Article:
Sorry if someone already mentioned this, but this is a long thread
and I may have missed it.
These symptoms sound almost exactly like my car did a while back,
What I found was that during the "no start" periods, I had little to
no fuel pressure, while other times the fuel pressure was fine. It
ended up being the fuel pump.
What appeared to be happening was that after the fuel pump ran for a
while, it would heat up and start binding. If the fuel pump turned
off, like parking the car, and I then tried to restart it, sometimes
it would start, sometimes not, as the fuel pump would not pump
because of it binding or such. If I let it sit another hour or
three, it would start right up, as the fuel pump had cooled
completly and would rotate freely. (I'm not saying this is really
what was happening, but it's what it SEEMED like.)
Do your troubleshooting during the "no start" periods. You may have
two problems, one bucking and stalling the other not starting, or
they may be from the same thing. The not starting is easier to
diagnose, so start with it, get it fixed, then see if it still
Check the basics. You need fuel, spark, and pressure (compression)
to start an engine. You can narrow down the possibilties with some
basic procedures/trouble shooting.
Does the engine sound like it usually does when you turn it over
with the starter? If so, your compression is probably close enough
not to be an issue.
On the fuel rail, just in front of the throttle body, there is a
connector for a fuel pressure gauge that looks sort of like a tire
valve stem end. In the absence of a pressure gauge, you can take the
cap off (if it still has one), use a key, small screwdriver, or such
to depress the pin in the middle (like letting air out of tires)
BRIEFLY. Protect your eyes!!!! (I like to put a rag over it to
prevent spraying gas everywhere.) If you have little or no pressure
during your "no start" periods, then it's going to be something in
the fuel line. (Electrical, pump, filter, etc.) Checking out the
fuel injectors is a little more difficult, and can be left for later
if you don't find anything else.
Spend a couple of dollars for a spark tester. You put it in-line
with the spark plug with the gap set at about 1/2", and when you
turn the engine over you should get a good, healthy, spark. Check
one plug from each coil, you should get a healthy spark from each.
(No need to check each plug, as the two plugs fed from a coil work
together. Spark at one means spark at the other.) No spark on any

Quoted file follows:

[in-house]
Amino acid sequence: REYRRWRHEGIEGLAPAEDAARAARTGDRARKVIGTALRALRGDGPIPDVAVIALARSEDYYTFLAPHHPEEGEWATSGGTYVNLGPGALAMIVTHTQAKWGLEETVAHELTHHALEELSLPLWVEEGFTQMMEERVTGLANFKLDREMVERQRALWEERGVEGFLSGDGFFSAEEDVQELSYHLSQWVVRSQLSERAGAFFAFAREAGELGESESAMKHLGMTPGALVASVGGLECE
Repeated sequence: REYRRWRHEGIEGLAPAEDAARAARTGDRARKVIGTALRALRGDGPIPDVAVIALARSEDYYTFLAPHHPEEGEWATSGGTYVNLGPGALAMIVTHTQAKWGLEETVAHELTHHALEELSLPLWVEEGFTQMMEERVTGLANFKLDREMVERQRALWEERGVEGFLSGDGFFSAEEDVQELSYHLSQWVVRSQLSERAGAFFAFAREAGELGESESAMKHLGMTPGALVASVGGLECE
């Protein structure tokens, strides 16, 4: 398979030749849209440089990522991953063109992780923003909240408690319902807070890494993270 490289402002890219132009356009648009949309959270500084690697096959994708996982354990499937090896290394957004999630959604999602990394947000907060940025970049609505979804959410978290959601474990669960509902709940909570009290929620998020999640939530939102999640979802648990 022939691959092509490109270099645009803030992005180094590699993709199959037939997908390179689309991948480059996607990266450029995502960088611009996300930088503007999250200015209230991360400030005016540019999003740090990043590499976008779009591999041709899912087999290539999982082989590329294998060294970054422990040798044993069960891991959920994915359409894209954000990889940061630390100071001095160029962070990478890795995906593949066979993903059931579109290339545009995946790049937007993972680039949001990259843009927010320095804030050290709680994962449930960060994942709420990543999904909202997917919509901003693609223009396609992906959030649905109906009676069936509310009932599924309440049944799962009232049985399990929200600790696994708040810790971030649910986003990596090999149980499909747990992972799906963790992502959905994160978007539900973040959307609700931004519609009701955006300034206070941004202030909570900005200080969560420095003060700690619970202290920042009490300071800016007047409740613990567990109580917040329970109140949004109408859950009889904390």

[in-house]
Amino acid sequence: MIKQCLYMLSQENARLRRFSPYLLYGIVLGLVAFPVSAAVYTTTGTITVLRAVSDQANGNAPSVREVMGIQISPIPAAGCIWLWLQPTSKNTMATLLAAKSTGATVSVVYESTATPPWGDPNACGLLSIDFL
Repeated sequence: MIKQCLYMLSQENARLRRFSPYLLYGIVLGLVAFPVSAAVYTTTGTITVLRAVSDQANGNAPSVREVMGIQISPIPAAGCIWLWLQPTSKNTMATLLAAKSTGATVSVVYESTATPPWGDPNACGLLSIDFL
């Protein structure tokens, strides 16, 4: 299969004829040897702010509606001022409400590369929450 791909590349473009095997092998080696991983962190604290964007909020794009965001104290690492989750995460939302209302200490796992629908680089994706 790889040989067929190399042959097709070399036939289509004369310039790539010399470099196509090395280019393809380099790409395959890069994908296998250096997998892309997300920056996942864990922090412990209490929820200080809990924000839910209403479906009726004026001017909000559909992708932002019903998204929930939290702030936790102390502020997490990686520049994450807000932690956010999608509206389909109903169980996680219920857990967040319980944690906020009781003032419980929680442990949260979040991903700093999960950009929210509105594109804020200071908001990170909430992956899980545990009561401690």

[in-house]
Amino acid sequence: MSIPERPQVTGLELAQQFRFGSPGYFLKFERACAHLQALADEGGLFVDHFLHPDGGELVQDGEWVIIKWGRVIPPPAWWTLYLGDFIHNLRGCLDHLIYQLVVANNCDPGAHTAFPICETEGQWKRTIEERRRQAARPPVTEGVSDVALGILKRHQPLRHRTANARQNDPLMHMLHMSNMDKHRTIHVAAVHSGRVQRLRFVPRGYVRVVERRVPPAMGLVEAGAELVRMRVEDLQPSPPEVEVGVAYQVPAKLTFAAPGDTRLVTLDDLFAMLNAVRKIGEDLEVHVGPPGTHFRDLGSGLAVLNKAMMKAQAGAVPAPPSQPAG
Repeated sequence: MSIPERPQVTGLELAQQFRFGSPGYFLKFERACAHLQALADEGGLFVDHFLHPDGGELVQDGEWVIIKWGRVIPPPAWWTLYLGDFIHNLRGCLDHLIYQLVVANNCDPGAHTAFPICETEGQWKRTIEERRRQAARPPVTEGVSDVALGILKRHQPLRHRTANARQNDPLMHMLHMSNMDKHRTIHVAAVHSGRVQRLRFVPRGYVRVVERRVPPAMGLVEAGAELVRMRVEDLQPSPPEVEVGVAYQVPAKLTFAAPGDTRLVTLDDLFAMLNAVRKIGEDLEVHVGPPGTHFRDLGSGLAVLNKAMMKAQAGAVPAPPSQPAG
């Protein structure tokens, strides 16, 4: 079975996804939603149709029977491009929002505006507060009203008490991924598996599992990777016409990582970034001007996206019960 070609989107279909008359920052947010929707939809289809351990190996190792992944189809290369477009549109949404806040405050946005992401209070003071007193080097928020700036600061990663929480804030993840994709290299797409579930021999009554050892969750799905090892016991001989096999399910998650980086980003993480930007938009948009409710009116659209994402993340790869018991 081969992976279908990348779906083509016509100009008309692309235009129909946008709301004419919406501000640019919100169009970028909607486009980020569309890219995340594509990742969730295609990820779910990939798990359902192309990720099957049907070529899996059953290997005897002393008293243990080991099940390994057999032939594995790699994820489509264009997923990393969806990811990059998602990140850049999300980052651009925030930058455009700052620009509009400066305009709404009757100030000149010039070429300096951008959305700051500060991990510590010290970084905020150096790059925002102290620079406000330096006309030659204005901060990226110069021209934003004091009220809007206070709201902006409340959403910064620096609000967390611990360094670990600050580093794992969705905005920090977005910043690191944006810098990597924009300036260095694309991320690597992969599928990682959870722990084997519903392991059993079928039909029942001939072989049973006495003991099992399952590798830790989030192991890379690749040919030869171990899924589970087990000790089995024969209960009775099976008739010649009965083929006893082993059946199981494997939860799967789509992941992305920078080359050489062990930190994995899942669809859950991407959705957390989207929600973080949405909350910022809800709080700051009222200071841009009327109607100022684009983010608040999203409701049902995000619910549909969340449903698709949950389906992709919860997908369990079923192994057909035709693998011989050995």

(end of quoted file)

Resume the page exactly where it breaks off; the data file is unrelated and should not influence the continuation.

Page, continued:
coil could be crankshaft position sensor, ignition module, computer
module, etc. A spark on any coil shows the crankshaft position
sensor is good. No spark on one or two coils, with spark on one or
two indicates a bad coil, ignition module, plug wire, or plug.
These are the basics. If you want to do a more efficient and
thorough job, buy yourself a scan tool
, NOT a code reader (a scan
tool does so much more for not much more money), and follow the GM
shop manual troubleshooting charts that I've posted on my website at
You want Chart A-3, pages 1a
through 3b. This WILL find out why it doesn't start.
If you or anyone else wants to buy a good used scan tool, I can sell
my AutoXray XP-240 for $50. I just bought a used Vetronix Tech 1A
scan tool (which is the one the dealers use) for $400. I just bought
a 1995 Bonneville, and needed a scan tool that was compatable with
--- In email@example.com
, Kerry Donahue <fixn6000@...>
> Hi - - I have a 1990 Pontiac 6000 LE with a 3.1 v6 engine.
> About a week ago, I started having a stalling problem.
> The car will run fine for about a day (sometimes) then either
one of two things will happen.....
> 1. it will stall while driving and it is then very hard to
> 2. it will drive ok... I will park it and then after about an
hour or two if I try to start it, it just won't start - just cranks -
with no hint of starting. In this case, if I leave the car alone
for a few more hours, the car will start right up.
> I installed a new fuel filter - but still have the same issue.
> The service light has not come on and I had my local mechanic
check for codes and he said that there were no codes present.
> When I turn the key, I do hear the fuel pump "whir" - - think
that is an indication that is is OK.
> My local mechanic said that we should drop the tank and replace
the fuel pump and flush the tank. I really don't have that much
confidence in him...he's made some mistakes before when "guessing"
to fix a problem.
> I was hoping that someone might recognize these symptoms and
point me in the right direction before I start spending money on a
wild goose chase. Could some sensor cause the issue (I had my O2
sensor replaced about 6 months ago)
> Thank you in advance for your assistance,
> Do You Yahoo!?
> Tired of spam? Yahoo! Mail has the best spam protection around
> [Non-text portions of this message have been removed]